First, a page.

WASHINGTON – When Sen. Joe Manchin learned a throng of pro-Trump protestors was threatening to disrupt Congress’ count of the Electoral College votes in the Capitol on Jan. 6, the 73-year-old, 6-foot-3 former football standout said he was not ready to back down.
“My intention was to stay and fight: ‘Let ‘em in. Let’s go at it.’ But I didn’t know what was going on,” the West Virginia Democrat told USA TODAY in an exclusive interview. “You had a lot of people chanting. I didn’t think anything of that. But within 10 or 15 minutes, a SWAT team comes in with all of their gear and says ‘You guys are out of here. Just go now. Don’t even stop.”
Manchin was a rare Democrat who had a friendly relationship with former President Donald Trump, At one point, there were reports the president wanted to name him as his energy secretary (which would have given West Virginia’s Republican governor a chance to fill Manchin’s Senate seat), but the senator withdrew his name from consideration.
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Manchin would sour on Trump, voting to impeach the president twice, including in February on a charge he incited the Jan. 6 mob to attack Congress. Trump was acquitted both times.
West Virginia’s senior senator told USA TODAY he still can’t believe the events that unfolded that day as Congress affirmed Joe Biden’s presidential victory. Although he had already determined by the time of the insurrection that the former president was a divisive force, Manchin said the events of Jan. 6 still stun him.
Manchin sat down in his Capitol Hill office with USA TODAY to discuss several topics, including Trump’s rhetoric that he said contributed to the Jan. 6 attack, his ability to pare back some of Biden’s progressive agenda, and his insistence that the Senate filibuster remains despite pressure from Democrats to do away with it so any bill could pass with 51 votes instead of 60.
Manchin: Censure may be alternative to impeachment
Democratic Sen. Joe Manchin of West Virginia says he is heavily weighing his vote in the impeachment trial of President Donald Trump and suggested censure may be a bipartisan alternative. (Feb. 3)
Manchin: “I heard the Trump rhetoric forever. I got along well with Donald Trump. We had a good rapport. He called me all the time. We talked back and forth,” he said.
But “he liked conflicts and he liked that turmoil. And that’s fine if you’re in business. But for public service, it doesn’t work. The whole principle of public service is to bring people together to get a consensus. And Donald Trump’s not made that way. So when I started coming to that conclusion, I’m thinking that’s just a lot of rhetoric. I didn’t know there was that type of fever and pent-up hatred in people he allowed them to unleash.”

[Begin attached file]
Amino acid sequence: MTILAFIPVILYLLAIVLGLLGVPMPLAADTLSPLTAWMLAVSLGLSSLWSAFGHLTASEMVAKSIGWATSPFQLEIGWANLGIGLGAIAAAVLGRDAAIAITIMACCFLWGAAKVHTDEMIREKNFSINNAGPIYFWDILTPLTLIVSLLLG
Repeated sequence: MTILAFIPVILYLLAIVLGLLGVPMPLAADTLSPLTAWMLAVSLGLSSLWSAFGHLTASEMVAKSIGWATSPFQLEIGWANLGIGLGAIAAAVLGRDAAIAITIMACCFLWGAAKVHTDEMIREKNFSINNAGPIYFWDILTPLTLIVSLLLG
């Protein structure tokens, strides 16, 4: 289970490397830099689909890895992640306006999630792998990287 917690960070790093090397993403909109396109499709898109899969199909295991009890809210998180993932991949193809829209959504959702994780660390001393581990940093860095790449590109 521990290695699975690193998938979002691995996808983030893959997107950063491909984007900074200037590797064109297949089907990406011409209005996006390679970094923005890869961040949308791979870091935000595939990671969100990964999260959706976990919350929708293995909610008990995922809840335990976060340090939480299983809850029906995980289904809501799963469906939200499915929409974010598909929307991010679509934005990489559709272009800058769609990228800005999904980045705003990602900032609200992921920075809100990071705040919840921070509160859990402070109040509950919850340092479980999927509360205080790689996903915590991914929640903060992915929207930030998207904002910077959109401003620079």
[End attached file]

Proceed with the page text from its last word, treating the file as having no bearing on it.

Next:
Manchin: “That’s a tremendous responsibility that he has, and he’s trying to bring everybody together. I know he wants to. I know it’s in his DNA. And I would like to see that. The first piece of legislation (COVID-19 relief), I knew when he came out with that that he had to have something to get done because we had COVID. We had people losing their employment. Boom, boom, boom, boom, boom. My better judgment was let’s do something that we can agree on – bipartisan. But he had a bigger mission and I understood that. He comes out as the president. He wants to show his strength.”
Manchin: “I talk to everybody. I have dinner with everybody. If I can find a pathway forward, we’re going to find it. You can’t find it unless you know people and unless you truly want to be a friend and want to work in an honest way, not a gotcha moment.
Manchin: “Now we’re in a situation we don’t have that urgency (unlike COVID-19 relief), that time sensitivity, that ‘We gotta do this. We gotta do infrastructure.’ Infrastructure should have been done 10, 20 years ago. It’s not like a do-or-die right now. We can fix it, we should fix it, but it should be based on infrastructure.”
Manchin: “There’s an awful lot put in there, and that would be fine as an aspirational reach. But it might be more than what we can do and get enough votes to do it. Now what they (Democrats) want to do is just get rid of the rules and do what you want to do. But if you do that, just think of the swings every four years as things change – or every two years.”
Manchin: “Politically, more than anything else. How fragile we are. How close we came to losing our country.”
Manchin: “It gave me more determination (to fight for it). If you want to lose it completely and you want to be a government that was not how we were formed to try to form a more perfect union – not perfect, but more perfect – this is not the way to do it.”
Manchin: “It wasn’t what it’s meant to be. Why do you think (former West Virginia Democratic Sen.) Robert Byrd put the Byrd Rule in? To try to keep them within the guardrails. It’s not for that. And if they want to get exemptions so they can use it as much as they want to run this Congress, can you imagine when our Republican friends get in control? And it’ll happen. It’ll go full circle again.”